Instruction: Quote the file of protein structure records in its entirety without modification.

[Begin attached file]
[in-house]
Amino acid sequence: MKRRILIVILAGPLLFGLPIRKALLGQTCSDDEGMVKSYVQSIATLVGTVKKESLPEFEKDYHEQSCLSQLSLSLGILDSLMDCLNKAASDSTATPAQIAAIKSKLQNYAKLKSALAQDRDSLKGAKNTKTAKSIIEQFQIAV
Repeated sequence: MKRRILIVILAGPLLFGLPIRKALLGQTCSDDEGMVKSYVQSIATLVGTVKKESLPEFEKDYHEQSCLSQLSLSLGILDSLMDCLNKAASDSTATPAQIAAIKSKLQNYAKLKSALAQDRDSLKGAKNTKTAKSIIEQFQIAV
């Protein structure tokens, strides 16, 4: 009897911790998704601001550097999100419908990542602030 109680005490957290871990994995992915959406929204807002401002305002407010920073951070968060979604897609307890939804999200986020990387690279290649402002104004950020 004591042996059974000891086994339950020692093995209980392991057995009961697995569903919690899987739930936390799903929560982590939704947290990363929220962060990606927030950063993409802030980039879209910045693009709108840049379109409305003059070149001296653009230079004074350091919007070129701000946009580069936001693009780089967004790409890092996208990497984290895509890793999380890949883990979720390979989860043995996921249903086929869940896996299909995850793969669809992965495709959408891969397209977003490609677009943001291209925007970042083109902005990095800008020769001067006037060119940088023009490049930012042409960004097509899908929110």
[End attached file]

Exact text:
[in-house]
Amino acid sequence: MKRRILIVILAGPLLFGLPIRKALLGQTCSDDEGMVKSYVQSIATLVGTVKKESLPEFEKDYHEQSCLSQLSLSLGILDSLMDCLNKAASDSTATPAQIAAIKSKLQNYAKLKSALAQDRDSLKGAKNTKTAKSIIEQFQIAV
Repeated sequence: MKRRILIVILAGPLLFGLPIRKALLGQTCSDDEGMVKSYVQSIATLVGTVKKESLPEFEKDYHEQSCLSQLSLSLGILDSLMDCLNKAASDSTATPAQIAAIKSKLQNYAKLKSALAQDRDSLKGAKNTKTAKSIIEQFQIAV
């Protein structure tokens, strides 16, 4: 009897911790998704601001550097999100419908990542602030 109680005490957290871990994995992915959406929204807002401002305002407010920073951070968060979604897609307890939804999200986020990387690279290649402002104004950020 004591042996059974000891086994339950020692093995209980392991057995009961697995569903919690899987739930936390799903929560982590939704947290990363929220962060990606927030950063993409802030980039879209910045693009709108840049379109409305003059070149001296653009230079004074350091919007070129701000946009580069936001693009780089967004790409890092996208990497984290895509890793999380890949883990979720390979989860043995996921249903086929869940896996299909995850793969669809992965495709959408891969397209977003490609677009943001291209925007970042083109902005990095800008020769001067006037060119940088023009490049930012042409960004097509899908929110």